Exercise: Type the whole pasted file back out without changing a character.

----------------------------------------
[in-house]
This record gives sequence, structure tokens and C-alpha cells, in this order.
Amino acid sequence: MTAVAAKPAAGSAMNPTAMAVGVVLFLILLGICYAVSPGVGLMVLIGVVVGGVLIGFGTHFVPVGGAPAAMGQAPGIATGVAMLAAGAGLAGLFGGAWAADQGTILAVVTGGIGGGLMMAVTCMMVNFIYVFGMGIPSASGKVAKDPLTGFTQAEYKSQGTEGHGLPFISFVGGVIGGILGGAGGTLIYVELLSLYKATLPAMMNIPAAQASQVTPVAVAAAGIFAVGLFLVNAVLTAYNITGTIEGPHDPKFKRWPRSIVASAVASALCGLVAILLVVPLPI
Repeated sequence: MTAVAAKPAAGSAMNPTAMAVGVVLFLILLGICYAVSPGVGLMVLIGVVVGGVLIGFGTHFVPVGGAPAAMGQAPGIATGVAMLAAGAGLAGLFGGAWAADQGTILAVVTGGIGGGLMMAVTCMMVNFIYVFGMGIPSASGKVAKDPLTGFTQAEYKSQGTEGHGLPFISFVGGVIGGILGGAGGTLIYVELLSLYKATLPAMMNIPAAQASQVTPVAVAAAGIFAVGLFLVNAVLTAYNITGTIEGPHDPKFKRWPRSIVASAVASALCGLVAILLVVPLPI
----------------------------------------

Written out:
[in-house]
This record gives sequence, structure tokens and C-alpha cells, in this order.
Amino acid sequence: MTAVAAKPAAGSAMNPTAMAVGVVLFLILLGICYAVSPGVGLMVLIGVVVGGVLIGFGTHFVPVGGAPAAMGQAPGIATGVAMLAAGAGLAGLFGGAWAADQGTILAVVTGGIGGGLMMAVTCMMVNFIYVFGMGIPSASGKVAKDPLTGFTQAEYKSQGTEGHGLPFISFVGGVIGGILGGAGGTLIYVELLSLYKATLPAMMNIPAAQASQVTPVAVAAAGIFAVGLFLVNAVLTAYNITGTIEGPHDPKFKRWPRSIVASAVASALCGLVAILLVVPLPI
Repeated sequence: MTAVAAKPAAGSAMNPTAMAVGVVLFLILLGICYAVSPGVGLMVLIGVVVGGVLIGFGTHFVPVGGAPAAMGQAPGIATGVAMLAAGAGLAGLFGGAWAADQGTILAVVTGGIGGGLMMAVTCMMVNFIYVFGMGIPSASGKVAKDPLTGFTQAEYKSQGTEGHGLPFISFVGGVIGGILGGAGGTLIYVELLSLYKATLPAMMNIPAAQASQVTPVAVAAAGIFAVGLFLVNAVLTAYNITGTIEGPHDPKFKRWPRSIVASAVASALCGLVAILLVVPLPI